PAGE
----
Clients

Ask your clients the right questions

When making a pitch to a prospective client or kicking off a new project, it’s essential that you drive the conversation by asking the right questions. During the sales process, it conveys your expertise and value to the client, and during project planning, it can help to ensure that everyone has a correct understanding of what needs to happen and why.

In his article “What to Ask a Client Before You Start Their Project” on Web Designer Depot, Cameron Chapman lists eleven questions, including several that I’ve found to be crucial:

3. What sets your business apart from your competition? — If you’re designing a website or marketing materials for the client, you need to be able to convey why people should do business with them.  If they don’t have a good answer to this question, then you might have to work with them to come up with one.

6. What do you want visitors to do on your site? — This is the most important question of all, because the success of the client’s website depends entirely on the actions taken by visitors.  There might be multiple answers to this question if you have multiple audiences to serve.  Once this has been clarified, the next steps are to figure out how to get visitors to their ultimate destination as quickly/easily as possible, and to measure the results.

7. What is your budget? — This can be a tough question to ask, but a valuable one.  First, it can help weed out clients who don’t have a true appreciation for, or understanding of, the quality of service you offer.  More importantly, when creativity is involved, budgets can vary significantly, and it’s better to pare down a proposal than to have it rejected for being too expensive.  Furthermore, in situations where the client’s budget is very high, submitting a quote that’s significantly lower can sometimes give the client the impression that you don’t really understand what they need.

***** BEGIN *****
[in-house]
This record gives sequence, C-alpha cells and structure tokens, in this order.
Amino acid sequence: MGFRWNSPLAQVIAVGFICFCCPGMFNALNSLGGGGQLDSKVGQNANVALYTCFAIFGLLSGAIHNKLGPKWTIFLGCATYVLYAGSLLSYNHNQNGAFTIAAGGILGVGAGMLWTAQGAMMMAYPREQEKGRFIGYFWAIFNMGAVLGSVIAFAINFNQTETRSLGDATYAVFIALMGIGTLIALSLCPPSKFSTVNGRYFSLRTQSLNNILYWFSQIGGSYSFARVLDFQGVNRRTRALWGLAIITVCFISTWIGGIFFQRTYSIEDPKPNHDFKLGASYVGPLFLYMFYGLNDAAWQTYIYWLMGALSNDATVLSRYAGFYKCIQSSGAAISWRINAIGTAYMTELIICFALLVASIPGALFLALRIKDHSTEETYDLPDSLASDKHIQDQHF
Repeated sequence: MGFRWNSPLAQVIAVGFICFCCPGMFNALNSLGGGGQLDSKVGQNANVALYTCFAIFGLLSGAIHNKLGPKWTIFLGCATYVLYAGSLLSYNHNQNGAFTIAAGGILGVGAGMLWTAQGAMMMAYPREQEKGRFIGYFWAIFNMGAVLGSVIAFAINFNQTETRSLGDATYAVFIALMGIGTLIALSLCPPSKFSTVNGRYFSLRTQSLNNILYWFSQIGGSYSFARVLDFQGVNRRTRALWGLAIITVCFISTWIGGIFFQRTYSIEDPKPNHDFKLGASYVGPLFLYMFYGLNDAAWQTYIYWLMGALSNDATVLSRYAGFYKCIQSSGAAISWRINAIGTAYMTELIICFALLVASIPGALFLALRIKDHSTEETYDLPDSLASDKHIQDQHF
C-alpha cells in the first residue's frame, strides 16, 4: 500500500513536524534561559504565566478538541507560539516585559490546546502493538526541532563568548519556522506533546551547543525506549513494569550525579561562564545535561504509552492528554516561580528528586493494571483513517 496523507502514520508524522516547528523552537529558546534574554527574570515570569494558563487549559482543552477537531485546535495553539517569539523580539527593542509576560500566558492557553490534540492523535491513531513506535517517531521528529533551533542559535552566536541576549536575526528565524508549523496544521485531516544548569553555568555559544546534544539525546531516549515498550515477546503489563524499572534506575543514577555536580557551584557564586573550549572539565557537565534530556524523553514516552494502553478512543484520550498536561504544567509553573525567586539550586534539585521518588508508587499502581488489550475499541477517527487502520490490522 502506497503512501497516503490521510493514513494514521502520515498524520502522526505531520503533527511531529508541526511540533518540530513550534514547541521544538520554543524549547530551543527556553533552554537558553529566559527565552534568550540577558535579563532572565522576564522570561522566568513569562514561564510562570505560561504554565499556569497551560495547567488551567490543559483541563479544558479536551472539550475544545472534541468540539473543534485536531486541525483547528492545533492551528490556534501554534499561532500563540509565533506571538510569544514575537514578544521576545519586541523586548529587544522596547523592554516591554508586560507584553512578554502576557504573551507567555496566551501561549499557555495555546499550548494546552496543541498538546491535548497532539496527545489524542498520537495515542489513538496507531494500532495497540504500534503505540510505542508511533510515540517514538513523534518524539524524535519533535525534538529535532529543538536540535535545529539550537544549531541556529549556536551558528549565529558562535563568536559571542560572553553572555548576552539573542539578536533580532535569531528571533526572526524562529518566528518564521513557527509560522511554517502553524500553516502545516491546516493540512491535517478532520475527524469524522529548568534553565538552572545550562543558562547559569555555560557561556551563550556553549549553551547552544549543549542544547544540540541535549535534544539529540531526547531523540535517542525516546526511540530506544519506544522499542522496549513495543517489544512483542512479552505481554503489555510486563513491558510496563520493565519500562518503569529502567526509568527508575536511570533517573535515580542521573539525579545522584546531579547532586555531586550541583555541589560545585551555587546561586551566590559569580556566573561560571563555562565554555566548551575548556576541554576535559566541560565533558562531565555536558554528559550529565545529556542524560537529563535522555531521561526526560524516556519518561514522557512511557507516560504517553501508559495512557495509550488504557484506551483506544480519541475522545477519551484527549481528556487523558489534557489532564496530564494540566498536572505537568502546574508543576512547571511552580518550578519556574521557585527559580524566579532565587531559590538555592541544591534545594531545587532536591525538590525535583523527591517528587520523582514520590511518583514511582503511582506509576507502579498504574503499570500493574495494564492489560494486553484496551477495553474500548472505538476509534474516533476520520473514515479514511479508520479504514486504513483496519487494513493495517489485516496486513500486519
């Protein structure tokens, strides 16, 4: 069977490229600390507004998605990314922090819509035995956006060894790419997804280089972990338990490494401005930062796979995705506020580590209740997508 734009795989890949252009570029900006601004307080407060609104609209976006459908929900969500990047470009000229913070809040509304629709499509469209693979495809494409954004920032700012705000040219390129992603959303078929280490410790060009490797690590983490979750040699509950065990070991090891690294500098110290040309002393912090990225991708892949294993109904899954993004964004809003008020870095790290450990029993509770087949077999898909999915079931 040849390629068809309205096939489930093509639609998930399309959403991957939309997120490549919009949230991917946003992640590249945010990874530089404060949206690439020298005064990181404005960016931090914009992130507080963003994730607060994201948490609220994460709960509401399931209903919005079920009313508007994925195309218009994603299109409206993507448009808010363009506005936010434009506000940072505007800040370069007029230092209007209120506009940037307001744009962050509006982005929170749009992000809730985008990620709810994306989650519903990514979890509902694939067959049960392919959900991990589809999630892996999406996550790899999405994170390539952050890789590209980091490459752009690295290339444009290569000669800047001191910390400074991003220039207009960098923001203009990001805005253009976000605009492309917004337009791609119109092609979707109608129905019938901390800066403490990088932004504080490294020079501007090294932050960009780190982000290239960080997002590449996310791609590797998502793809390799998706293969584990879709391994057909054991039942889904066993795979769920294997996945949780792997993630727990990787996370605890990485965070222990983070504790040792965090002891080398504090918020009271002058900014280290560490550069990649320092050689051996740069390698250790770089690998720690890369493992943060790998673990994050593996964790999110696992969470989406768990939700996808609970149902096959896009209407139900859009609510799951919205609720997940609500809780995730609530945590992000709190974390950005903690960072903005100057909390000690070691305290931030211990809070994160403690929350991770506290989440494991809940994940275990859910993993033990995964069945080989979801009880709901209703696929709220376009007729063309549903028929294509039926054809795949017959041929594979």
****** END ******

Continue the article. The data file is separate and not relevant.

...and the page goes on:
Although all eleven questions are valuable, the least important might be:

9. What are your long-term plans for your site? — It always helps to know the client’s intentions, especially if they want to make significant changes during the upcoming year.  Regardless of their plans, however, you should be able to create a website that’s relatively easy to redesign or expand as needed, because this is the inherent nature of most websites. Make sure you separate design from content, and allow space in your design for more content, and you should be able to avoid backtracking or starting over in the future.

Regardless of what questions you ask, the important thing is to be prepared, and to do your best to ensure that both you and the client are equally involved in the planning process.

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